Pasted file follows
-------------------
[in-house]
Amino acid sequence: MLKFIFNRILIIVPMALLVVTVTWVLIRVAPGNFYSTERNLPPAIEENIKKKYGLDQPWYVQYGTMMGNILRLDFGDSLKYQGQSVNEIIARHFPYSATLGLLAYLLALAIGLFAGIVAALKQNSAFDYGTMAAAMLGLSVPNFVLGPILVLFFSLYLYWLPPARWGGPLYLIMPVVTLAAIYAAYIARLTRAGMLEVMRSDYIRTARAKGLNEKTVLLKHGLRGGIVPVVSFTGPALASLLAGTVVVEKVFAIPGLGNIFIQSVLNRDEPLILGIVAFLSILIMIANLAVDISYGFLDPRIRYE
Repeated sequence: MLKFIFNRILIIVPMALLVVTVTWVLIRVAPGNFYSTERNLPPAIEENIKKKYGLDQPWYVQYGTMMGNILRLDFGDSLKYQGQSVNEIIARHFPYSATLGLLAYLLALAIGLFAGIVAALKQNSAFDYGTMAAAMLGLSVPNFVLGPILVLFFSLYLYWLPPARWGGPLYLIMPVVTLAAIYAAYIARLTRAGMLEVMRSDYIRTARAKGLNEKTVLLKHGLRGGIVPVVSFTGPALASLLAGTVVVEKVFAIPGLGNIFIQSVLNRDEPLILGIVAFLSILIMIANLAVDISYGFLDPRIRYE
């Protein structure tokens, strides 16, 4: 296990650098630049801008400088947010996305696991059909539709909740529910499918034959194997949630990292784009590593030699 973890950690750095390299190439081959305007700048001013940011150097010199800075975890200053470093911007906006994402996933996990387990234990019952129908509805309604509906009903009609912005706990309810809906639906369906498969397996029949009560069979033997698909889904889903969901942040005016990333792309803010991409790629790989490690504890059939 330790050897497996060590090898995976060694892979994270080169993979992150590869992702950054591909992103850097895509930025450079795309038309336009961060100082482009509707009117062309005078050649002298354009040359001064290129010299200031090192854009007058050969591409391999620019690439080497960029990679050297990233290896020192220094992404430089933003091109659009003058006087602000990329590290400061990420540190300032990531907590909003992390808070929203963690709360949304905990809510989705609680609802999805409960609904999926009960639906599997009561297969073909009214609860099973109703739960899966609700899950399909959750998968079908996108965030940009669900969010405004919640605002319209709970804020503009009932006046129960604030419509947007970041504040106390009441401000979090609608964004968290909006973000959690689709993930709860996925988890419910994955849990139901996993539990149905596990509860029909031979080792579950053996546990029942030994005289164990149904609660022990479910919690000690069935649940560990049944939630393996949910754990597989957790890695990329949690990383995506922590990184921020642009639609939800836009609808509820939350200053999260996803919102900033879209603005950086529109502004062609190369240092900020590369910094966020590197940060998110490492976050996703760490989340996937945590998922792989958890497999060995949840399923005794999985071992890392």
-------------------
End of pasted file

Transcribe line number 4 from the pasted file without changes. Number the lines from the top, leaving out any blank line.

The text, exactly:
């Protein structure tokens, strides 16, 4: 296990650098630049801008400088947010996305696991059909539709909740529910499918034959194997949630990292784009590593030699 973890950690750095390299190439081959305007700048001013940011150097010199800075975890200053470093911007906006994402996933996990387990234990019952129908509805309604509906009903009609912005706990309810809906639906369906498969397996029949009560069979033997698909889904889903969901942040005016990333792309803010991409790629790989490690504890059939 330790050897497996060590090898995976060694892979994270080169993979992150590869992702950054591909992103850097895509930025450079795309038309336009961060100082482009509707009117062309005078050649002298354009040359001064290129010299200031090192854009007058050969591409391999620019690439080497960029990679050297990233290896020192220094992404430089933003091109659009003058006087602000990329590290400061990420540190300032990531907590909003992390808070929203963690709360949304905990809510989705609680609802999805409960609904999926009960639906599997009561297969073909009214609860099973109703739960899966609700899950399909959750998968079908996108965030940009669900969010405004919640605002319209709970804020503009009932006046129960604030419509947007970041504040106390009441401000979090609608964004968290909006973000959690689709993930709860996925988890419910994955849990139901996993539990149905596990509860029909031979080792579950053996546990029942030994005289164990149904609660022990479910919690000690069935649940560990049944939630393996949910754990597989957790890695990329949690990383995506922590990184921020642009639609939800836009609808509820939350200053999260996803919102900033879209603005950086529109502004062609190369240092900020590369910094966020590197940060998110490492976050996703760490989340996937945590998922792989958890497999060995949840399923005794999985071992890392």